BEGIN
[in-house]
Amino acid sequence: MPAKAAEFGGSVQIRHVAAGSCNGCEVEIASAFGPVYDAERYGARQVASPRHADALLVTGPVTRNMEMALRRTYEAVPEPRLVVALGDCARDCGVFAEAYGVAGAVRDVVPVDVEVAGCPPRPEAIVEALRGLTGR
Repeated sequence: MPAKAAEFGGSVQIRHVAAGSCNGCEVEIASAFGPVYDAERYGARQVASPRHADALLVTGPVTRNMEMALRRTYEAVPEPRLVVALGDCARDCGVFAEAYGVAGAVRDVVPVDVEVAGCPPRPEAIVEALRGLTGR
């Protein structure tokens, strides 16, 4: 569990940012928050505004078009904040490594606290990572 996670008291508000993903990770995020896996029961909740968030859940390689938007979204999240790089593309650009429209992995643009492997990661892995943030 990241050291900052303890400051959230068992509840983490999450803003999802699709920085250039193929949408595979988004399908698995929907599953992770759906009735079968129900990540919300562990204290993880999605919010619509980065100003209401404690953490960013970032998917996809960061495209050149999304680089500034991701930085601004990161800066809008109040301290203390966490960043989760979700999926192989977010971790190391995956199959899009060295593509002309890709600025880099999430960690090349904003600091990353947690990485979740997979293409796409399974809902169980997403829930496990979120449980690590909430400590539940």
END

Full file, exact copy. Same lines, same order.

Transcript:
[in-house]
Amino acid sequence: MPAKAAEFGGSVQIRHVAAGSCNGCEVEIASAFGPVYDAERYGARQVASPRHADALLVTGPVTRNMEMALRRTYEAVPEPRLVVALGDCARDCGVFAEAYGVAGAVRDVVPVDVEVAGCPPRPEAIVEALRGLTGR
Repeated sequence: MPAKAAEFGGSVQIRHVAAGSCNGCEVEIASAFGPVYDAERYGARQVASPRHADALLVTGPVTRNMEMALRRTYEAVPEPRLVVALGDCARDCGVFAEAYGVAGAVRDVVPVDVEVAGCPPRPEAIVEALRGLTGR
């Protein structure tokens, strides 16, 4: 569990940012928050505004078009904040490594606290990572 996670008291508000993903990770995020896996029961909740968030859940390689938007979204999240790089593309650009429209992995643009492997990661892995943030 990241050291900052303890400051959230068992509840983490999450803003999802699709920085250039193929949408595979988004399908698995929907599953992770759906009735079968129900990540919300562990204290993880999605919010619509980065100003209401404690953490960013970032998917996809960061495209050149999304680089500034991701930085601004990161800066809008109040301290203390966490960043989760979700999926192989977010971790190391995956199959899009060295593509002309890709600025880099999430960690090349904003600091990353947690990485979740997979293409796409399974809902169980997403829930496990979120449980690590909430400590539940």